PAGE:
2021 | Opinion

Opinion: For next superintendent, MCPS needs a leader who embraces change, equity

Smith set a good course for growth, navigating crisis

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For the five years he served as Montgomery County’s superintendent, Jack Smith never stopped believing in the possibility of every child.

On June 1, Smith’s time as the head of Montgomery County Public Schools (MCPS) came to an end. The Jack Smith era in our county will be long remembered as a time of new growth and focus for MCPS.

Our county’s next superintendent must be prepared to continue forging ahead down the newly illuminated path to equity.

When he was first appointed in 2016, Smith inherited a system under heavy scrutiny. The superintendent search was tumultuous. Racial and socioeconomic disparities in achievement were stagnant. The very promise of our county’s schools as equalizers seemed to be in doubt.

An existential question loomed over our county. Were we a great school system only because many of our students had the resources and wealth to do well? Or were we capable of extending those same exceptional outcomes to a new, more diverse MCPS student body?

Many were cynical about the future of our schools and the potential of the children attending them. Smith was not.

Immediately upon taking office, Smith set about building the infrastructure of equity. A new data accountability framework was established to elucidate exactly who was being left behind at the system and classroom level.

New initiatives, like equal opportunity schools and an overhaul of the magnet admission process, gave more students the chance to fulfill their potential.

Over the past five years, a new vision of what an MCPS education can be has taken shape.

More students in our county have access to career education and dual-enrollment opportunities than ever before. The massive new Seneca Valley High School, with its 14 Career and Technology programs, will serve as a living testament to Smith’s commitment to preparing students for the real world.

As he built new systems and processes, Smith also held the system steady through a countless barrage of crises.

Smith steps away having steered the system through the most profound emergency in MCPS’s history — the COVID-19 pandemic — a logistical and health challenge of mind-boggling scale.

In the wake of this once-in-a-century disaster for our school system, a new chief will take the reins. In turn, they will inherit a once-in-a-century opportunity: rebuilding MCPS for a fundamentally changed world.

The pandemic has violently exposed and exacerbated deep racial and socioeconomic inequalities in every avenue of our education system. Students have lost almost a year of real learning and social development. The reopening debate has embittered the relationship between our county’s teachers and its administration.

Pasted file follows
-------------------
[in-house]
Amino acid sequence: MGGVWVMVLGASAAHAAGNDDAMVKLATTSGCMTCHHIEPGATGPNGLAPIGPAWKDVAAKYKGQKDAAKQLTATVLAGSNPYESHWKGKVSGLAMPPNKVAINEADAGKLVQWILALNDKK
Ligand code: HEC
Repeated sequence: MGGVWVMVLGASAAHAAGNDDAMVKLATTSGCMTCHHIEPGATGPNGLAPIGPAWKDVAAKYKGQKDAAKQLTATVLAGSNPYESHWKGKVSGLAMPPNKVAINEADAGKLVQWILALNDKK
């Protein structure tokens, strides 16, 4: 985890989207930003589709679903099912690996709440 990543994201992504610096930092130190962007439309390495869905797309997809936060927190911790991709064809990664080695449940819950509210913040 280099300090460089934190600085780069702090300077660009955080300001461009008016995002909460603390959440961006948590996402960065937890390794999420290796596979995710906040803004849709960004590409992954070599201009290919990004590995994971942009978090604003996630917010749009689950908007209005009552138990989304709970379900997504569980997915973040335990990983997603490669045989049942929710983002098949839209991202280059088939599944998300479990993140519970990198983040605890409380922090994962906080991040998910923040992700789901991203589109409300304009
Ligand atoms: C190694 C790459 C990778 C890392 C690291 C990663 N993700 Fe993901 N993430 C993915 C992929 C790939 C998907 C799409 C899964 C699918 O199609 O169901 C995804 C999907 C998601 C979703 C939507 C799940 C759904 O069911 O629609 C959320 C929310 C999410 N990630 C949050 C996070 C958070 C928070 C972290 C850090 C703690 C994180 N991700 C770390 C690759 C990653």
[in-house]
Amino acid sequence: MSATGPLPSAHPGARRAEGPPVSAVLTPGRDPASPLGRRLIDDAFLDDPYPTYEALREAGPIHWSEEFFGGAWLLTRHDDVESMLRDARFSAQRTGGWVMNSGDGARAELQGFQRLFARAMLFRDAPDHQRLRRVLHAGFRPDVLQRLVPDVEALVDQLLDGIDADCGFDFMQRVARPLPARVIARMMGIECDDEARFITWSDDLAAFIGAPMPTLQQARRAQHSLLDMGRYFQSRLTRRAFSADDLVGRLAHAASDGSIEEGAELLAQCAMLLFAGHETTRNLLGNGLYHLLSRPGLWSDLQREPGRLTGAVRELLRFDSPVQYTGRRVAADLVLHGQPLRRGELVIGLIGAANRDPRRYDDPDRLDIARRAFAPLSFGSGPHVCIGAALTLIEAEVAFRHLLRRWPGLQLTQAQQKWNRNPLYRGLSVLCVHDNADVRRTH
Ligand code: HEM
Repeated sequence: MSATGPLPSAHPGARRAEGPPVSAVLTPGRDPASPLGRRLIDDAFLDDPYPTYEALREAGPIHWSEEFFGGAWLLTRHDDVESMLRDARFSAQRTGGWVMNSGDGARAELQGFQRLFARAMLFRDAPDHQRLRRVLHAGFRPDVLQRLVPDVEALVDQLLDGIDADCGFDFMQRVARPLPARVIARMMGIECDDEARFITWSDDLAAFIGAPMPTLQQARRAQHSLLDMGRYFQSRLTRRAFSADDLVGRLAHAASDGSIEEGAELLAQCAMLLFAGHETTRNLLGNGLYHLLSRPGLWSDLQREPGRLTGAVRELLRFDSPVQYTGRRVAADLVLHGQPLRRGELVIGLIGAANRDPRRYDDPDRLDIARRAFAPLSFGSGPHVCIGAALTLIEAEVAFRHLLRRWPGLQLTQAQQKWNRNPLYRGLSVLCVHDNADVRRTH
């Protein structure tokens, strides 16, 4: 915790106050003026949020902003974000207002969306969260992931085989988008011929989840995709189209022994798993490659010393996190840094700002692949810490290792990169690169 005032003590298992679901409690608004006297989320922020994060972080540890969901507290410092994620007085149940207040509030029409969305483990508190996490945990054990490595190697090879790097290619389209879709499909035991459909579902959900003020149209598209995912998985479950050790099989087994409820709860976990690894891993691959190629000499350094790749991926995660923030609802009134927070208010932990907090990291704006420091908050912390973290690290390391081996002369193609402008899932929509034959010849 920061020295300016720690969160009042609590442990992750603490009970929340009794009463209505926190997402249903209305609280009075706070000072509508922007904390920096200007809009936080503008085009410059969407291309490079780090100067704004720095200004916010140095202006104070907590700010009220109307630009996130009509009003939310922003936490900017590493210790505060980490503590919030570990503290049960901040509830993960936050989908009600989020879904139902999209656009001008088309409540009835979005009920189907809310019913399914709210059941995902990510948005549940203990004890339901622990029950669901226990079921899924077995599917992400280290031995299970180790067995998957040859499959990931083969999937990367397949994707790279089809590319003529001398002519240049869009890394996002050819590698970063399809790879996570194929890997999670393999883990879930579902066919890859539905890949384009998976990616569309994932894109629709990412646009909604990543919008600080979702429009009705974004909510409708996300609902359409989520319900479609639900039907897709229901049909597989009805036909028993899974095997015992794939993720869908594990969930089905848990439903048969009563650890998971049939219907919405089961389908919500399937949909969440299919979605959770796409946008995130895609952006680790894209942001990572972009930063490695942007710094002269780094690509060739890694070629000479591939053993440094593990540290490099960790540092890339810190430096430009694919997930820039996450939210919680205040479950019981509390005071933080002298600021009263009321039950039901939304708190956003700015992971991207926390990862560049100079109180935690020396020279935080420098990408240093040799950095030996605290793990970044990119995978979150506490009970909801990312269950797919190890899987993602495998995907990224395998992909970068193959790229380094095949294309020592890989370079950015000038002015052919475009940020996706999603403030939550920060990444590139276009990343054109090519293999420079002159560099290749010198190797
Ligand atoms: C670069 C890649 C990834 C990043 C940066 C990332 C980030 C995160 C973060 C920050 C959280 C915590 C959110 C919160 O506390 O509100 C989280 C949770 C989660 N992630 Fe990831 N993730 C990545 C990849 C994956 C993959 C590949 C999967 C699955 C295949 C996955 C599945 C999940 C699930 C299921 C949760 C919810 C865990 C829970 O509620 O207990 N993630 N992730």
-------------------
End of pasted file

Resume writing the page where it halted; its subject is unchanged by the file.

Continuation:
In stemming this turmoil left behind by the pandemic, there is a chance to reimagine fundamental aspects of our school system: to shed old ways of thinking and old caution about the future. MCPS must spend less time looking around or backwards, and again lead the country in new models of equitable education.

Addressing the profound challenges ahead will require a superintendent unafraid of change. It’ll take a superintendent who understands the experience of students of color.

Montgomery County needs a superintendent who stubbornly believes in the potential of every child and is willing to do everything it takes to create a system that sparks it.

The urgent work of furthering equity in MCPS will also demand that our next superintendent already have deep familiarity with our system, our students, our teachers, and all of our community’s stakeholders on day one. The consequences of inaction are simply too great to accept a lengthy transition period.

And after 100 years, it’s about time we have our first female superintendent who is appointed to a full term.

Whoever they may be, the next leader of our county’s schools must be ready to continue down the path our system has followed under Jack Smith — reaching ever closer to that promise of MCPS as the great equalizer for all children.

Rising Voices is an occasional column by Nate Tinbite, a John F. Kennedy High School graduate; Ananya Tadikonda, a Richard Montgomery High School graduate; and Matt Post, a Sherwood High School graduate. All three are recent student members of the Montgomery County Board of Education.


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